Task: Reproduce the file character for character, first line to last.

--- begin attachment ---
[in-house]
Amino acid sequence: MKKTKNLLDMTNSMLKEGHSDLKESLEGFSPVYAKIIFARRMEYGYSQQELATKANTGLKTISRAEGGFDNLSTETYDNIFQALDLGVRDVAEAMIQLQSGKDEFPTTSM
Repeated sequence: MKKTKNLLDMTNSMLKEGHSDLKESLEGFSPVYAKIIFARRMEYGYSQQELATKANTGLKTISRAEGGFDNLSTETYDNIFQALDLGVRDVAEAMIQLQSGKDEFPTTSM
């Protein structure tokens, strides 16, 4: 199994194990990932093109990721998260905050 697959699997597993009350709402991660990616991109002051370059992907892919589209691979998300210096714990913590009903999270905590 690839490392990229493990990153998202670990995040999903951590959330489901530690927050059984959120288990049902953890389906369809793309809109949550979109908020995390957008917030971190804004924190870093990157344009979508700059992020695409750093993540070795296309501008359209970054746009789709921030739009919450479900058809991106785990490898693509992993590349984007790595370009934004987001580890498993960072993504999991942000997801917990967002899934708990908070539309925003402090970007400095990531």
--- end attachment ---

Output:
[in-house]
Amino acid sequence: MKKTKNLLDMTNSMLKEGHSDLKESLEGFSPVYAKIIFARRMEYGYSQQELATKANTGLKTISRAEGGFDNLSTETYDNIFQALDLGVRDVAEAMIQLQSGKDEFPTTSM
Repeated sequence: MKKTKNLLDMTNSMLKEGHSDLKESLEGFSPVYAKIIFARRMEYGYSQQELATKANTGLKTISRAEGGFDNLSTETYDNIFQALDLGVRDVAEAMIQLQSGKDEFPTTSM
């Protein structure tokens, strides 16, 4: 199994194990990932093109990721998260905050 697959699997597993009350709402991660990616991109002051370059992907892919589209691979998300210096714990913590009903999270905590 690839490392990229493990990153998202670990995040999903951590959330489901530690927050059984959120288990049902953890389906369809793309809109949550979109908020995390957008917030971190804004924190870093990157344009979508700059992020695409750093993540070795296309501008359209970054746009789709921030739009919450479900058809991106785990490898693509992993590349984007790595370009934004987001580890498993960072993504999991942000997801917990967002899934708990908070539309925003402090970007400095990531």